To run the application as screensaver, change the extension from exe to scr and copy it in c:\Windows\System32 folder. Now it can be configured using the Screen Saver settings dialog.
Screen Saver Details
A screen saver is an application which runs in full screen mode with its window at topmost position. The screen saver application has extension scr in place of exe. To install a screensaver, the executable can be manually copied to windows\system32 folder or the user can choose the Install option from right click context menu.
A screensaver is launched by Windows with one of three command line options:
/s – This option is passed to start the screensaver in full-screen mode. In this case, the application is launched normally to show the output in full screen.
/c – This option is passed to show the configuration settings dialog box. In this case, the application shows a configuration dialog to modify the launch time and other settings.
/p #### – This option is passed to display the preview of the screensaver using the specified window handle ####. The value passed with /p is the decimal equivalent of preview window handle in the screen saver settings dialog. With this option, the application is expected to run in the background and use this window as render window. In this case, the output of application should be displayed in the window whose handle is passed while launching application.
In place of directly rendering in the preview window, screen savers generally create a new window with the preview window as parent window. The new window position and size is kept the same as the preview window and the application renders its output in the new window. As the new window size & position is the same as the preview window, it looks as if the output is displayed in the preview window.
For simplicity, I have skipped the preview mode code from the BSOD application. Lucian Wischik has a complete website having details for creating screen saver with all the options working. You can visit his site for more details.
About the Code
The code for this article is very simple. The approach of this application is already described above and the code is written to follow that approach.
Following is the class list in this project:
: Main application class derived from
: Main dialog class derived from
: Class used to change screen resolution
: Dialog class for changing the application settings
: Class for setting background and foreground color of a
: Class which simulates the Windows startup progress bar.
At the time of application start, its parameters are checked in function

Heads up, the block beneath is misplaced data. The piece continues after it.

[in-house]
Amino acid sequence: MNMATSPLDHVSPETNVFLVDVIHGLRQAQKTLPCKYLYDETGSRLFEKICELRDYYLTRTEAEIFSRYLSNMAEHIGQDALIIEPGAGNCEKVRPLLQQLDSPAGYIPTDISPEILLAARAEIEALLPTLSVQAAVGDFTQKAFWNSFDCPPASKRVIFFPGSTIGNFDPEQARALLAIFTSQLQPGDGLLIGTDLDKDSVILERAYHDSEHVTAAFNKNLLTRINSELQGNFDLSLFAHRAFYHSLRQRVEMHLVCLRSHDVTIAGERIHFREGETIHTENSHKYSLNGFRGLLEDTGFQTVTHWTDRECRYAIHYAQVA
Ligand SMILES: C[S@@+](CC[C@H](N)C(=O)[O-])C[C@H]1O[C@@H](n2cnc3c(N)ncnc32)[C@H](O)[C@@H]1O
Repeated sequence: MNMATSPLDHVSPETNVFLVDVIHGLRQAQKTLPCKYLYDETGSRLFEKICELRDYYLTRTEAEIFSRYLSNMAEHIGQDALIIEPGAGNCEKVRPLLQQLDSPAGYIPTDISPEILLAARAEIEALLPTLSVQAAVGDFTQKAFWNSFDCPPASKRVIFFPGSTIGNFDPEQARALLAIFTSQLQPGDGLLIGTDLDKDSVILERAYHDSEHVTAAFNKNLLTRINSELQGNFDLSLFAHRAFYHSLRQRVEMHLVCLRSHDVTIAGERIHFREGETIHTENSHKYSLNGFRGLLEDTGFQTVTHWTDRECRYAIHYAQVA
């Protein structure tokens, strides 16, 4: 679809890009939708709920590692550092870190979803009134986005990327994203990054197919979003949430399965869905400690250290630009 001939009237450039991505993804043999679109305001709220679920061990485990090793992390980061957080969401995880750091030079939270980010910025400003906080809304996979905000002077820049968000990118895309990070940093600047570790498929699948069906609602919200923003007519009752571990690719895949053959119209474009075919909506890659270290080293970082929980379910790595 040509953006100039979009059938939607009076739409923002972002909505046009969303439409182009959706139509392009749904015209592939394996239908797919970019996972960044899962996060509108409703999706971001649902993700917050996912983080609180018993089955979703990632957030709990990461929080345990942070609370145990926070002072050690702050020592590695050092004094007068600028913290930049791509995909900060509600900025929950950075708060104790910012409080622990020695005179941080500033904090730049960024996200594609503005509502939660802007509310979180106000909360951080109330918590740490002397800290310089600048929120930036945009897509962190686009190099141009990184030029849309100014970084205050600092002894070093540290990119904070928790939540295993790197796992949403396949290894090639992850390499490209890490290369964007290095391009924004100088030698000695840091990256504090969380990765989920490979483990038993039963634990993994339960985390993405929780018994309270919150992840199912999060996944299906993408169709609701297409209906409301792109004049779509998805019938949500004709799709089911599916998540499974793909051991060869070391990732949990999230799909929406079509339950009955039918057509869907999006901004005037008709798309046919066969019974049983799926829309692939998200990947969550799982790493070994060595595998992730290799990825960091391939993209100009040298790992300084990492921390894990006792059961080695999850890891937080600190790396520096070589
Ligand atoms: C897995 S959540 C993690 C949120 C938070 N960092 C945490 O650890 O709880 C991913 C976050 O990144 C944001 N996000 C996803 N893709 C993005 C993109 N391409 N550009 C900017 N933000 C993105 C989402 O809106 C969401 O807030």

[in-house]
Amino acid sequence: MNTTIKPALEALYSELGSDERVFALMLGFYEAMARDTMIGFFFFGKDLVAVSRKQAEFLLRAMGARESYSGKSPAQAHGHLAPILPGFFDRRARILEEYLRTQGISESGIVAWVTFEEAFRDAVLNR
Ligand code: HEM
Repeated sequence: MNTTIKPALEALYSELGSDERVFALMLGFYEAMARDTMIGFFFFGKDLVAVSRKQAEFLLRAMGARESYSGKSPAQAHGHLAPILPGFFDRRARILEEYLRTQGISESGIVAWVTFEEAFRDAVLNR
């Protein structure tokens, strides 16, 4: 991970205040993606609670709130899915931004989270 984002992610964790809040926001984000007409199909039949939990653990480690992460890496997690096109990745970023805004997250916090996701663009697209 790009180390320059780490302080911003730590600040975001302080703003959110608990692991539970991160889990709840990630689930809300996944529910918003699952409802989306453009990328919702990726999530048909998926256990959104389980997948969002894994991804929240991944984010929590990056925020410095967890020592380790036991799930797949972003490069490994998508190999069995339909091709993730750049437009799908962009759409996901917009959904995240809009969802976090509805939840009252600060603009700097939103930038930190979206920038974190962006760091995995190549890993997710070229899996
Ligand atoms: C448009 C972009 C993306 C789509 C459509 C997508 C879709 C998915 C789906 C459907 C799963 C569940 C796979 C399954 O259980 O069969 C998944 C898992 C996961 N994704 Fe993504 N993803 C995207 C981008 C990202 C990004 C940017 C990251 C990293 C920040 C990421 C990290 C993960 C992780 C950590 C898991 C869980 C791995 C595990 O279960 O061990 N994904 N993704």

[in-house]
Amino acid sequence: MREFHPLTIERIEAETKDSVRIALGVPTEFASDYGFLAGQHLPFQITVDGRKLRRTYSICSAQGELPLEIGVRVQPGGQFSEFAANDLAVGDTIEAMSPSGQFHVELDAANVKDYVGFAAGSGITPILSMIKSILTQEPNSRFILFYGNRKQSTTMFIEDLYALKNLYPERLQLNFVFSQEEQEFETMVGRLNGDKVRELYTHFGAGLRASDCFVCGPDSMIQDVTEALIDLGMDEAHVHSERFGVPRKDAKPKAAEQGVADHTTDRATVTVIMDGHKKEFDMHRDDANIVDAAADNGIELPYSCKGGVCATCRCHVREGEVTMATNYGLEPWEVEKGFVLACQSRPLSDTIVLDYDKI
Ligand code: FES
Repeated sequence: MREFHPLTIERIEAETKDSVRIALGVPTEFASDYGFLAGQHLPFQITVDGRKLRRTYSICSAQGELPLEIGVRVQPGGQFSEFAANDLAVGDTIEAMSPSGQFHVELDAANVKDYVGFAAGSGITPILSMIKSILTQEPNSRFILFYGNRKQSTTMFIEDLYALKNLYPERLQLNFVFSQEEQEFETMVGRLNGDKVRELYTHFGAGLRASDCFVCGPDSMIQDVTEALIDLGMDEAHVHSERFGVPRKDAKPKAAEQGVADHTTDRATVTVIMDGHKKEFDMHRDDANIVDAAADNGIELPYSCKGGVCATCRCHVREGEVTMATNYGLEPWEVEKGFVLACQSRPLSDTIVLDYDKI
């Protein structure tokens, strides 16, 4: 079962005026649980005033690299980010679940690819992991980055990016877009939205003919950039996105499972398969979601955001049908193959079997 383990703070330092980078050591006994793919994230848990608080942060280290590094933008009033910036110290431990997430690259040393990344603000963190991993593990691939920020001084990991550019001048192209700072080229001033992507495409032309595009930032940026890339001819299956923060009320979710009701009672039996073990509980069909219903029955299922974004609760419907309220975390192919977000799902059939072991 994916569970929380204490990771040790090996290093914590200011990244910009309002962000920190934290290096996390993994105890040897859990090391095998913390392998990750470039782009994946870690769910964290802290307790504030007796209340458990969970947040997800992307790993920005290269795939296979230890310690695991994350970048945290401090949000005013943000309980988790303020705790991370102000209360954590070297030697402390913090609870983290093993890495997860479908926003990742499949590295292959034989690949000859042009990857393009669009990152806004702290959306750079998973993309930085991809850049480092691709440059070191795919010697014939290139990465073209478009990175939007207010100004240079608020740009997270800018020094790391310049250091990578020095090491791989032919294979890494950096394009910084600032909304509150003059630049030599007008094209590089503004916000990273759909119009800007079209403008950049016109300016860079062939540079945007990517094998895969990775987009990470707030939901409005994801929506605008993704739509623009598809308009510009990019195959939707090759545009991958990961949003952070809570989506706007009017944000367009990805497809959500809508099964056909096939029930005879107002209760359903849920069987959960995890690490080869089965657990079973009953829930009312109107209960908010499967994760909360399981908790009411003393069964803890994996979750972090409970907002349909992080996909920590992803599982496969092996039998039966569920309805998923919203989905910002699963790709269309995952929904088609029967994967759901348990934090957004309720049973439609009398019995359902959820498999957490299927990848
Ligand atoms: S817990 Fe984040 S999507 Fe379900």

CBsodSaverApp::InitInstance() and either the Config Dialog or the main application dialog is displayed based on the provided parameters.
CString strOption = CmdLine.Right (CmdLine.GetLength() - CmdLine.ReverseFind('/') - 1);
m_pMainWnd = &dlg;
INT_PTR nResponse = dlg.DoModal();
m_pMainWnd = &dlg;
INT_PTR nResponse = dlg.DoModal();
CBsodSaverDlg class contains the following member variables:
A timer is started in the
OnInitDialog() function and the UI objects are made hidden/visible based on
RepositionControls() is used to reposition the controls in the proper position.
CProgressBar maintains its own timer to reposition the scrollbar thumb image in a given rectangle area. The width, height & speed are maintained by macros:
#define SCROLL_BAR_HEIGHT 9
#define SCROLLING_SPEED 40
Points of Interest
As told above, in the preview mode, the screen saver is launched with the preview window handle as its 2nd argument. The handle is passed as decimal argument and the screen saver application uses this handle as render window.
That means that if a window handle is passed with
/p argument to the screen saver, it will render to that window only. To verify this, start the Notepad application and get its main window handle with SPY++ application that is shipped with Visual Studio. Use calculator to convert window handle value from Hex to decimal.
On my machine, the Notepad window handle is – 000F05F6 and its Decimal equivalent is 984566. Now to launch screen saver, open command prompt and go to c:\windows\System32 folder. Use
dir command to search for the available screen savers. I am using Windows 7 and have Bubbles screen saver.
To launch the bubbles screen saver in Notepad, run the command like this:
c:\Windows\System32>Bubbles.scr /p 984566
The screen saver is running in Notepad.
I am also trying to develop a real BSOD application which will cause the system everytime user runs that. If someone has some ideas, kindly share that.